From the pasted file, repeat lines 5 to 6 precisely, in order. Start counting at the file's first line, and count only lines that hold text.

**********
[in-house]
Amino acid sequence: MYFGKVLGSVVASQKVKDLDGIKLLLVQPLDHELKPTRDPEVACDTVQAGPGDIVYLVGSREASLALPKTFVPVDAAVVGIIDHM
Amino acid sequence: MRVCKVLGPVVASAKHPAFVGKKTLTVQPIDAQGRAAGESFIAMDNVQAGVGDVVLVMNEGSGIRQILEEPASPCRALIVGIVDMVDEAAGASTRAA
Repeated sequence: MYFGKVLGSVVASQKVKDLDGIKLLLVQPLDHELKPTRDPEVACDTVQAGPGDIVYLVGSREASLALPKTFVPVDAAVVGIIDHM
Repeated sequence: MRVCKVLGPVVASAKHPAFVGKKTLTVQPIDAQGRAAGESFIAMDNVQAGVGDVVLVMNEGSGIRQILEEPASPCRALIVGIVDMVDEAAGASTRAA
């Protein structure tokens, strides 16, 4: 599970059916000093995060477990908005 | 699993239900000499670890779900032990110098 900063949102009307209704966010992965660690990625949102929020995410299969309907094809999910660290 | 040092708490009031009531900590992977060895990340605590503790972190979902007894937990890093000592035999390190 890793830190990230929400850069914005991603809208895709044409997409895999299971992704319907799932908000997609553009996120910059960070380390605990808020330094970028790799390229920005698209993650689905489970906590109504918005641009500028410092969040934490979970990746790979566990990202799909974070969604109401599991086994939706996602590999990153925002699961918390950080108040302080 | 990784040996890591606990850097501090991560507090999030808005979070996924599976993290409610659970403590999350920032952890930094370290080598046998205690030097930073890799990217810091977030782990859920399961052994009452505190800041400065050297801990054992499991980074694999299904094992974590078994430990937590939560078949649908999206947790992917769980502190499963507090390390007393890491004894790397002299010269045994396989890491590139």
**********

Repeated sequence: MRVCKVLGPVVASAKHPAFVGKKTLTVQPIDAQGRAAGESFIAMDNVQAGVGDVVLVMNEGSGIRQILEEPASPCRALIVGIVDMVDEAAGASTRAA
């Protein structure tokens, strides 16, 4: 599970059916000093995060477990908005 | 699993239900000499670890779900032990110098 900063949102009307209704966010992965660690990625949102929020995410299969309907094809999910660290 | 040092708490009031009531900590992977060895990340605590503790972190979902007894937990890093000592035999390190 890793830190990230929400850069914005991603809208895709044409997409895999299971992704319907799932908000997609553009996120910059960070380390605990808020330094970028790799390229920005698209993650689905489970906590109504918005641009500028410092969040934490979970990746790979566990990202799909974070969604109401599991086994939706996602590999990153925002699961918390950080108040302080 | 990784040996890591606990850097501090991560507090999030808005979070996924599976993290409610659970403590999350920032952890930094370290080598046998205690030097930073890799990217810091977030782990859920399961052994009452505190800041400065050297801990054992499991980074694999299904094992974590078994430990937590939560078949649908999206947790992917769980502190499963507090390390007393890491004894790397002299010269045994396989890491590139």